I wouldn't trade this sweater for all the money in the world.

Whenever I see a beaded sweater, I always think of the friend who gave me this one in 1986 when it was already three decades old. I was looking for a black sweater to wear with a velvet skirt for an office Christmas party. Millie pulled this out of her dresser and asked me to try it on. It fit perfectly and I loved it. “Keep it,” she said.

Millie Armbruster wore stilettos in her 60s, carried Meals On Wheels to the elderly in her 80s, and had a laugh that made ordinary life seem like a bombastic adventure. We met for the first time when I was four. She lived down the street and around the corner from my Aunt Al and Uncle Roy. From the time I was old enough to pack a bag, I spent a week out of every summer visiting them in St. Louis—a vacation that was better than a trip to Disney World for reasons that I won’t discuss here. (READ: I was the daughter they never had and I had three brothers that tormented the daylight out of me from dawn until dusk all summer long.)

My uncle was a successful salesman for Addressograph Multigraph and they frequently entertained customers for dinner. Occasionally their plans overlapped with my visit so my aunt would ask Millie to babysit with us. Millie had a poodle that terrified me, but other than that, we got along famously.

Visits with Millie were sporadic after my aunt and uncle left St. Louis, but our friendship was rekindled in 1983 shortly after my uncle died in an accident—but not before he helped me get an interview that landed me a job in St. Louis just a few weeks after his death. At Millie’s suggestion, I packed up my apartment in Cincinnati and moved in with her until I found my own place just a few miles from her house.

For the next three years, Millie and I spent almost every Thursday night gathered around her kitchen table, watching Magnum PI with Judy, a poodle who seemed to think she was one of us. I would carry in pizza after work or Millie would prepare a feast of walnuts, apples and cheese, washed down with a glass of sherry. Random things I loved about Millie:

She refused to take life seriously. As a telephone operator for Bell Telephone, Millie used to get in trouble for laughing while talking to the customers. “Miss Singleton,” her supervisor would break in on Millie’s line to say. “What is so funny?” She responded like a freewheeling Gen Y employee, caught in a stupid, authoritarian system that pays the bills but does nothing else to warm the cockles of your heart: “I feel like I’m in kindergarten,” she giggled. When she couldn’t be shamed into seriousness, she was sent outside to compose herself–like a kindergartener.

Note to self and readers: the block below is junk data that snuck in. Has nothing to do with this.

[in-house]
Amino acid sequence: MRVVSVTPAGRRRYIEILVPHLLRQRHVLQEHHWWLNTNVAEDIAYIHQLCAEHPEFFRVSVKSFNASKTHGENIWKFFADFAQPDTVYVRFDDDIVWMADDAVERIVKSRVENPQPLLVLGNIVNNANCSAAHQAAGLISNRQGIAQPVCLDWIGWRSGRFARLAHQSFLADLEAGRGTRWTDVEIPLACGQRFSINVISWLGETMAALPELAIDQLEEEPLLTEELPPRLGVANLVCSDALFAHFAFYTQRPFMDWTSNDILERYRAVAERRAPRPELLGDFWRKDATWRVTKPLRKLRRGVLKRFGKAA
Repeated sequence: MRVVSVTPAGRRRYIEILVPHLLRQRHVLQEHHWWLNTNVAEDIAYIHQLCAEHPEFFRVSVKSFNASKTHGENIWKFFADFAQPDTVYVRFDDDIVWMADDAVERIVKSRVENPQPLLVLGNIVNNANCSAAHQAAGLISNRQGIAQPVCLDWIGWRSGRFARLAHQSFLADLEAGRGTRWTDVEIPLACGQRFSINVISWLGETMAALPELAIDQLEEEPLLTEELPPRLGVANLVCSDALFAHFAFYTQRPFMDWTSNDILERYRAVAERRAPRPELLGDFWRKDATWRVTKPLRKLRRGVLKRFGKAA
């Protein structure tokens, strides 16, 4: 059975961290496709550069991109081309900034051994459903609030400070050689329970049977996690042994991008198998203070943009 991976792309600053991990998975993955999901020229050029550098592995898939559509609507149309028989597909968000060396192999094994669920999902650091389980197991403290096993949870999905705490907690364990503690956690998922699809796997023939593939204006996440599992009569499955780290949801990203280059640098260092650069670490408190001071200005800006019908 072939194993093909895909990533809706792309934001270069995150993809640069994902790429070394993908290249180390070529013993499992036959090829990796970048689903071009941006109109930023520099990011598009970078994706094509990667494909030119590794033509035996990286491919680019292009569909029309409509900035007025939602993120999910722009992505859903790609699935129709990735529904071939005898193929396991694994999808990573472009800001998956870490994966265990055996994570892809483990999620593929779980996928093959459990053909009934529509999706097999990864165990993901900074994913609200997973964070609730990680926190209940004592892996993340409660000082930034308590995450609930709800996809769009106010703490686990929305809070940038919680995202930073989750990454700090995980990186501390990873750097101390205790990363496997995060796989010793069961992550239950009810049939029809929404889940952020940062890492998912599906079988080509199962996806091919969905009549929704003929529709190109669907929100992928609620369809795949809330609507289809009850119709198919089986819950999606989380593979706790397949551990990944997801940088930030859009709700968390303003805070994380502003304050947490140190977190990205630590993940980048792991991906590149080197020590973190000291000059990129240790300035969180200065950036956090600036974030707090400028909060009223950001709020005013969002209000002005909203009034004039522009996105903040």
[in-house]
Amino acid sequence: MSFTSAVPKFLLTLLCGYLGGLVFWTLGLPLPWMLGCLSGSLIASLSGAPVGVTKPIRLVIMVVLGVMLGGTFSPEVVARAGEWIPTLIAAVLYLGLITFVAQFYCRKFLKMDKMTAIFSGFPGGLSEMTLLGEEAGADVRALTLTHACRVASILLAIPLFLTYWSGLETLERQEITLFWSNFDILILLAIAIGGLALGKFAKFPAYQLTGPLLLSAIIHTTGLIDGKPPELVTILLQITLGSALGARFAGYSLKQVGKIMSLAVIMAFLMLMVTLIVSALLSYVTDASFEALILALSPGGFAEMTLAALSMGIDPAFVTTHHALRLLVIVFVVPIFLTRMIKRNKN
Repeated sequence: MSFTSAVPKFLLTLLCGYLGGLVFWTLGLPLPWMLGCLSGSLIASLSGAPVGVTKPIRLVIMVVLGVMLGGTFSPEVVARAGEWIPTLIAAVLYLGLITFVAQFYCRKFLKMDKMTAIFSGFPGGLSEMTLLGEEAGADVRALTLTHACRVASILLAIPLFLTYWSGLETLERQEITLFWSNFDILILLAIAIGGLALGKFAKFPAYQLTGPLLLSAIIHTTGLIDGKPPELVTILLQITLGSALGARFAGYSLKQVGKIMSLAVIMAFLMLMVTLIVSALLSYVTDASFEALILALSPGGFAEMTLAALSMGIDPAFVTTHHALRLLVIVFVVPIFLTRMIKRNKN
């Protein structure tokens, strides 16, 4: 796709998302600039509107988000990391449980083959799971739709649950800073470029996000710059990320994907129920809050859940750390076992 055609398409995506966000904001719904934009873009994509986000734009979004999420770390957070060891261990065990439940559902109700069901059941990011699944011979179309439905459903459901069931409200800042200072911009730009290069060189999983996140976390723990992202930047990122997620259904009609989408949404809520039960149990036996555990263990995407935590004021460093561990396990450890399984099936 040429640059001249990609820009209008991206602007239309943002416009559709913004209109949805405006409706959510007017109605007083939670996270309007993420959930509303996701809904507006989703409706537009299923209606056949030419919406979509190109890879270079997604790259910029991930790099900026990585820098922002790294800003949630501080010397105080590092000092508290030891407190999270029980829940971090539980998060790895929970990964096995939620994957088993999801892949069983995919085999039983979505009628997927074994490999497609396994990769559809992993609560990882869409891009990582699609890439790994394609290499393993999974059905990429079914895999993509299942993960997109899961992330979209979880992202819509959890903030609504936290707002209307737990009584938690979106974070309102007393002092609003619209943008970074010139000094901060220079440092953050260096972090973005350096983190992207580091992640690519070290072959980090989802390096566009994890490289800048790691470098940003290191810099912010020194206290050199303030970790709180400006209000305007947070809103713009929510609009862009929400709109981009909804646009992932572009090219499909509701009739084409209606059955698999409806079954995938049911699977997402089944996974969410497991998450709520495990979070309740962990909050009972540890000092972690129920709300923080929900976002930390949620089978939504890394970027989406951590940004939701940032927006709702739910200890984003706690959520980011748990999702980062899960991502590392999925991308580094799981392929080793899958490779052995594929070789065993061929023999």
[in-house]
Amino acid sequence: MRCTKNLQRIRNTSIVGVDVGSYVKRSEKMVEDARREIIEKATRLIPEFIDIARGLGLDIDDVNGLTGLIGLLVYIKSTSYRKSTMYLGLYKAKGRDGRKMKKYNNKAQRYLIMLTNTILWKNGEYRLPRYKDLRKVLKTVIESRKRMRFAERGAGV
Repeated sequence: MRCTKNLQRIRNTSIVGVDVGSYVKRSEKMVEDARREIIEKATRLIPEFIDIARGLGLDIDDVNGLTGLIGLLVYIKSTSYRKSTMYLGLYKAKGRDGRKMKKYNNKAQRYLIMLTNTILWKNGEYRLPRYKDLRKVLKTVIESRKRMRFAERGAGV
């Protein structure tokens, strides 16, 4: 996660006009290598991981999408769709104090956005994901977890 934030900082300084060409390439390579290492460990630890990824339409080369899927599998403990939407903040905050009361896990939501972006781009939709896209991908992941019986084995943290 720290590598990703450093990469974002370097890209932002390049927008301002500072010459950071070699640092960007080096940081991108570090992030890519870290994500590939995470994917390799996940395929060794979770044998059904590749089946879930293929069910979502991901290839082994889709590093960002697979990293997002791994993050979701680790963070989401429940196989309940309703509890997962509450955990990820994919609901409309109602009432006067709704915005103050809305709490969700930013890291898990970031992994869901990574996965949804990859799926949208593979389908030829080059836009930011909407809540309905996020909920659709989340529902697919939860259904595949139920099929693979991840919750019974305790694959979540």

She maintained her youth without a trace of vanity. Even in her 90s, it was sort of hard to tell how old she was. One day we were looking at pictures together and I caught a glimpse of her as a beautiful young woman. Time hadn’t robbed Millie. When I said so, she said something I have never forgotten: “There is a certain amount of beauty in youth.” She gave herself and others the benefit of the doubt and it showed on her face. As you look back on your former self, you can probably see that you, too, were better than you thought you were. And probably still are. Why not appreciate yourself?

She maintained her independence without becoming an island unto herself. I rode with her when she was in her 90s and she still barreled along the freeways without fear. Millie believed in saving and investing. That’s what allowed her to live a comfortable life well into her 90s even though neither she nor her husband ever made a lot of money. She didn’t spend a lot of time thinking about herself and frequently opened her home to other people including a foster son she helped raise. Even in her 80s, she didn’t pay someone else to mow the lawn because that was something she could do. Or so she thought. When she died at the age of 96, her memorial service was overflowing with people. Millie was still interested in others.

She savored things. Whenever we got together, Millie liked to recall our first meeting in 1964. “You had hair like a shiny copper penny,” she would say. She remembered the taste of yams she had eaten as a kid and insisted they were nothing like the yams we have today.

When she died a few years ago, I thought a very great light had gone out of my world. Instead, I find that her warm laugh and vast, unconditional love are still very much with me. The beaded sweater she gave me is a precious reminder of Millie and I wouldn’t trade it for anything. I hope you are fortunate enough to have a vintage piece that reminds you of someone’s love. If you do, we’d love to hear about it.

P.S. Even though I’ll never sell this sweater, this weekend, we are adding three vintage sweaters that are very sweet!